FEMA’s NFIP owes taxpayers over $25 billion for claims paid and expenses that exceed the flood insurance premiums the program has charged since 1973. Just 1% of the NFIP insured properties are responsible for half of the insurance program’s $25 billion debt – an alarming statistic. Properties that flood more than once are the problem properties, responsible for $12.5 billion debt for the National Flood Insurance Program (NFIP).
That 1% of repeatedly flooded properties makes up about 25% of all NFIP claims. And of those properties in the 1%, about one in 10 have actually received payments worth more than their value, according to Pew research – such as one Mississippi home worth $69,000 which has been flooded 34 times in 32 years, resulting in $663,000 in claims.
The number of insured repetitive loss properties in the National Flood Insurance Program increased from 41,443 in December 1999 to 70,226 in December 2007. Nearly 43% of these properties, and 59% of insured severe repetitive loss properties, are located in Florida, Louisiana, and Texas.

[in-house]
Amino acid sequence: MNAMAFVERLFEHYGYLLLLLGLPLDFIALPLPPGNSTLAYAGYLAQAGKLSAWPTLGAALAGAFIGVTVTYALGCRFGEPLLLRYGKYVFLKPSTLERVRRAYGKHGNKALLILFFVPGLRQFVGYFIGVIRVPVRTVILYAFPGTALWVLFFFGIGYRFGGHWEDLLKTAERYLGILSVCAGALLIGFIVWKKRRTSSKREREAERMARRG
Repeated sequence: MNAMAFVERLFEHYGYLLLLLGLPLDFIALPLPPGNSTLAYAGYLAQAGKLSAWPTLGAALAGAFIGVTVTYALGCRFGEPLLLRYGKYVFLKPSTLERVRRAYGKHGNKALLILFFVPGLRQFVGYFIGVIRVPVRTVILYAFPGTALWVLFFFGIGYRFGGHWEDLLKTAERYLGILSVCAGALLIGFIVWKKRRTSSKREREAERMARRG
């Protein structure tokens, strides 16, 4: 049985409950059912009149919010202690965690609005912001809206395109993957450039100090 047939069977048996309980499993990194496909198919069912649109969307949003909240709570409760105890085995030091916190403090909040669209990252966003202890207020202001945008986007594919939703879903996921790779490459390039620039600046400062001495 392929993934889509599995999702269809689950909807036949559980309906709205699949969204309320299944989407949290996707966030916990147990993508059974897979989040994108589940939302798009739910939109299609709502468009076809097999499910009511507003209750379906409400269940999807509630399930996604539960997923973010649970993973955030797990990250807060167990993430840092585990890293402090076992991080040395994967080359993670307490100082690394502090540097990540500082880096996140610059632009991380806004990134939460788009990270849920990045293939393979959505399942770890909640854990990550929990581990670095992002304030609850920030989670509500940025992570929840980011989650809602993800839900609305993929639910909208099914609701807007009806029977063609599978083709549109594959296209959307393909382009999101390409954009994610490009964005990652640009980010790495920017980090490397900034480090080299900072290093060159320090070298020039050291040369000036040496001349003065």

FEMA and its state and local partners have mitigated nearly 15,000 repetitive loss properties since 1978, but an average of 5,188 new repetitive loss properties have been added each year outpacing FEMA mitigation efforts by a factor of 10 to 1. The number of insured properties annually incurring second and third flood losses has increased by 68% and 57%, respectively, over the past 20 years.
The number of repetitive loss claims, and the average amount of each claim, has increased over the last 8 years. FEMA has paid an average of $35,200 for 20,004 repetitive loss claims each year from 1999 to 2007, costing the National Flood Insurance Program $705 million annually. Through 2007, the National Flood Insurance Program had paid $9.1 billion for 405,049 repetitive flood loss claims at an average claims payment of $22,500. That figure has now grown to $12.5 billion and continues to increase.
Conclusion: Office of Inspector General,U.S. Department of Homeland Security,Washington, DC 20528 March 26, 2009
FEMA and other stakeholders encourage flood mitigation in a number of ways, but it is difficult to compel property owners in high-hazard areas to mitigate.